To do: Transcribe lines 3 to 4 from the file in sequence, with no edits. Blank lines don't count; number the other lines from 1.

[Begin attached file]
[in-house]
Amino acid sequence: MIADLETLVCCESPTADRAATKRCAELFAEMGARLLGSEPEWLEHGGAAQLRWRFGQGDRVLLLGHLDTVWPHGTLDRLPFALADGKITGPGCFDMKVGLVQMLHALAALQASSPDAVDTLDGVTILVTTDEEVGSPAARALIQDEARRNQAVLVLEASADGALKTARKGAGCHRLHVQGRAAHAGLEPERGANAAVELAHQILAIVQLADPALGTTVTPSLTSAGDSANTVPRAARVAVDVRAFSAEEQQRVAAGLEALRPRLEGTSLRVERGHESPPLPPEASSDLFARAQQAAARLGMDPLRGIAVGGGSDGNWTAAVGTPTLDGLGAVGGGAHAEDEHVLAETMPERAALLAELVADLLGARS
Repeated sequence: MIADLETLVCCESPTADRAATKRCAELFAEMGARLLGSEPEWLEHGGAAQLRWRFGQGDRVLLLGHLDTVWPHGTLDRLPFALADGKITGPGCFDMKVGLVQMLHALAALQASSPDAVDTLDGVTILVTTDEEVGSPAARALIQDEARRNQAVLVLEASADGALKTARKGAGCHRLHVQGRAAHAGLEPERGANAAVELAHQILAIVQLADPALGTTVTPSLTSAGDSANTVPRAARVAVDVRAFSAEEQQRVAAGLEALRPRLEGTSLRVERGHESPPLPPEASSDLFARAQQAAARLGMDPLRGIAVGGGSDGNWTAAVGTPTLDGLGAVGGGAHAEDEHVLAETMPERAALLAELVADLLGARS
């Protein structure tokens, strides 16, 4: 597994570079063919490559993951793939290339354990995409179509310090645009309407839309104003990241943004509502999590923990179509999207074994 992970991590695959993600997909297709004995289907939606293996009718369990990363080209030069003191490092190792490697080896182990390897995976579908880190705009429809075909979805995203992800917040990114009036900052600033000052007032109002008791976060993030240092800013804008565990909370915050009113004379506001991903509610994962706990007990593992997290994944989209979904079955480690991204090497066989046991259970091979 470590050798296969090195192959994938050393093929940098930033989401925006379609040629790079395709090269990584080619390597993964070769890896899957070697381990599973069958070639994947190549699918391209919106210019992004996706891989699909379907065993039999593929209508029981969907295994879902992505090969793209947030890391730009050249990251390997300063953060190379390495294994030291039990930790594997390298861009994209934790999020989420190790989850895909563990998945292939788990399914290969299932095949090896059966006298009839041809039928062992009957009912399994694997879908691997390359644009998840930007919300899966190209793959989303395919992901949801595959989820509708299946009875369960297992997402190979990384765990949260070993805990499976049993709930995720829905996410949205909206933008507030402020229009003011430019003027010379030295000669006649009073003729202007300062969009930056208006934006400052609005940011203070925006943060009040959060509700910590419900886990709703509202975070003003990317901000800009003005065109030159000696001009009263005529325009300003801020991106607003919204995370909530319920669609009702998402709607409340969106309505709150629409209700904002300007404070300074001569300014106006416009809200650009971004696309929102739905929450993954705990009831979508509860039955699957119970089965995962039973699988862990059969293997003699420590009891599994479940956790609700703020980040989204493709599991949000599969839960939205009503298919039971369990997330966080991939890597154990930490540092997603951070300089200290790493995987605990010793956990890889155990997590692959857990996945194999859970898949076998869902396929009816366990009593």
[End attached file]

Repeated sequence: MIADLETLVCCESPTADRAATKRCAELFAEMGARLLGSEPEWLEHGGAAQLRWRFGQGDRVLLLGHLDTVWPHGTLDRLPFALADGKITGPGCFDMKVGLVQMLHALAALQASSPDAVDTLDGVTILVTTDEEVGSPAARALIQDEARRNQAVLVLEASADGALKTARKGAGCHRLHVQGRAAHAGLEPERGANAAVELAHQILAIVQLADPALGTTVTPSLTSAGDSANTVPRAARVAVDVRAFSAEEQQRVAAGLEALRPRLEGTSLRVERGHESPPLPPEASSDLFARAQQAAARLGMDPLRGIAVGGGSDGNWTAAVGTPTLDGLGAVGGGAHAEDEHVLAETMPERAALLAELVADLLGARS
């Protein structure tokens, strides 16, 4: 597994570079063919490559993951793939290339354990995409179509310090645009309407839309104003990241943004509502999590923990179509999207074994 992970991590695959993600997909297709004995289907939606293996009718369990990363080209030069003191490092190792490697080896182990390897995976579908880190705009429809075909979805995203992800917040990114009036900052600033000052007032109002008791976060993030240092800013804008565990909370915050009113004379506001991903509610994962706990007990593992997290994944989209979904079955480690991204090497066989046991259970091979 470590050798296969090195192959994938050393093929940098930033989401925006379609040629790079395709090269990584080619390597993964070769890896899957070697381990599973069958070639994947190549699918391209919106210019992004996706891989699909379907065993039999593929209508029981969907295994879902992505090969793209947030890391730009050249990251390997300063953060190379390495294994030291039990930790594997390298861009994209934790999020989420190790989850895909563990998945292939788990399914290969299932095949090896059966006298009839041809039928062992009957009912399994694997879908691997390359644009998840930007919300899966190209793959989303395919992901949801595959989820509708299946009875369960297992997402190979990384765990949260070993805990499976049993709930995720829905996410949205909206933008507030402020229009003011430019003027010379030295000669006649009073003729202007300062969009930056208006934006400052609005940011203070925006943060009040959060509700910590419900886990709703509202975070003003990317901000800009003005065109030159000696001009009263005529325009300003801020991106607003919204995370909530319920669609009702998402709607409340969106309505709150629409209700904002300007404070300074001569300014106006416009809200650009971004696309929102739905929450993954705990009831979508509860039955699957119970089965995962039973699988862990059969293997003699420590009891599994479940956790609700703020980040989204493709599991949000599969839960939205009503298919039971369990997330966080991939890597154990930490540092997603951070300089200290790493995987605990010793956990890889155990997590692959857990996945194999859970898949076998869902396929009816366990009593």